Previous Top Ten By Year: 1949 Posts:
Top Ten By Year: 1949 – Poll Results
100 Images from the Films of 1949
What I’ll Remember About the Films of 1949: A Love Letter
#10. The Queen of Spades (UK/Dickinson)
#9. Rendezvous in July (Becker)/Au royaume des cieux (Duvivier) (France)
#8. Too Late for Tears (US / Haskin)
#7. The Heiress (US / Wyler)
#6. The Set-Up (US / Wise)
#5. Caught (US / Ophüls)
#4. The Passionate Friends (UK / Lean)
#3. Puce Moment (US / Anger)
#2. The Third Man (UK / Reed)
For those unaware of my Top Ten By Year project:
The majority of my viewing habits have been dictated by this project since September of 2013. Jumping to a different decade each time, I choose comparatively weaker years for me re: quantity of films seen/quantity of films loved. I use list-making as a way to see more films and revisit others in a structured and project-drive way. I was sick of spending too much time trying to decide what to watch, or watching films just to cross them off another dumb canon list. I wanted to engage. I wanted films to be enhanced by others, by looking at a specific moment in time. I wanted something that led me to seeing or revisiting things I might not have gotten to otherwise. Lastly, my lists are based on personal favorites, not any weird notion of an objective best.
This is the first year I’ll be doing separate posts for each film. #9 will go up Monday. After that, one will go up each day until the end. Then I’ll post them all together so they are gathered in one place. There are a lot of films I loved that did not make the cut. In particular, Flamingo Road, Such a Pretty Little Beach, On the Town, Inspirace, The Reckless Moment, Reign of Terror, The Rocking Horse Winner, and Samson and Delilah are all films I thought at one point would be on here. Of all of these, Flamingo Road was a sure thing until it wasn’t at the very last minute. Please go watch it.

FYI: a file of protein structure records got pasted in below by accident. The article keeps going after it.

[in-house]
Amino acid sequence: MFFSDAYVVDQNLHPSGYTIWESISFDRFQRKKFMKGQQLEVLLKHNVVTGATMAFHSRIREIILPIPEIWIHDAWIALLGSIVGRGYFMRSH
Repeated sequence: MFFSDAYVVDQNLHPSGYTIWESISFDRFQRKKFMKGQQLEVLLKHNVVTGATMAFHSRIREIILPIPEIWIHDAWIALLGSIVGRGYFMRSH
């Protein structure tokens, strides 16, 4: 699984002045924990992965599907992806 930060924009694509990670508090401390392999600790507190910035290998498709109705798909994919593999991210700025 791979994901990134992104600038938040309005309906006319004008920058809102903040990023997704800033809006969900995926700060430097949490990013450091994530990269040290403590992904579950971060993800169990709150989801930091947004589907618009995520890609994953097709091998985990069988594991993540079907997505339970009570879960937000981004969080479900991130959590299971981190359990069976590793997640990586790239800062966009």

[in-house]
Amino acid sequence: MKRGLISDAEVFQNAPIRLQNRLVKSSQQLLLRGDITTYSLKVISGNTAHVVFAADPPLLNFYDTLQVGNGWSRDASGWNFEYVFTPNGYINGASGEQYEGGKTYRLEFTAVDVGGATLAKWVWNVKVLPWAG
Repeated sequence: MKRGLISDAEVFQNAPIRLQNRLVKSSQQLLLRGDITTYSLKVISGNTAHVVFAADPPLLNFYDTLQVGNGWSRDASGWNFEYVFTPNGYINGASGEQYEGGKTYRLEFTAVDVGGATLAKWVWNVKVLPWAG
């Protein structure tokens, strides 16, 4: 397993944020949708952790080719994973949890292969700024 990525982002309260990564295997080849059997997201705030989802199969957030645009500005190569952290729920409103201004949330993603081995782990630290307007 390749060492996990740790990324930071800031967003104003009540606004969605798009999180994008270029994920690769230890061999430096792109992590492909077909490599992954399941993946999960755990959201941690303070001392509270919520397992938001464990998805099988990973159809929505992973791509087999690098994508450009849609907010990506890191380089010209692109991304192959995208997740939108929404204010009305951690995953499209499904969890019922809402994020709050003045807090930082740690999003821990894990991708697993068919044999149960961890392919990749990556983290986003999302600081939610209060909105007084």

#1. Bitter Rice (Italy / De Santis) (first-time watch)
Two women and two cultures intertwined.
There are two sides to Bitter Rice. One has neorealism, Silvana, and Italy. The other has film noir, Francesca, and America. When all is said and done these two women will have swapped places, for better and much worse. And when Italy’s other neorealist filmmakers see Bitter Rice, they will take it as a betrayal of truth and the political. In short, they hated it. In this time of crucial political upheaval when neorealism carried legitimate cultural cache, director Giuseppe De Santis had made something too slick, too tawdry, and too American. The message was tarnished by the method. But De Santis was a Marxist who happened to admire and study John Ford, King Vidor, and the visual patterns of Hollywood studio filmmaking. He saw mass appeal as a way to both entertain and denounce, and made a film in which neorealism is hijacked and reconfigured to be a noir melodrama.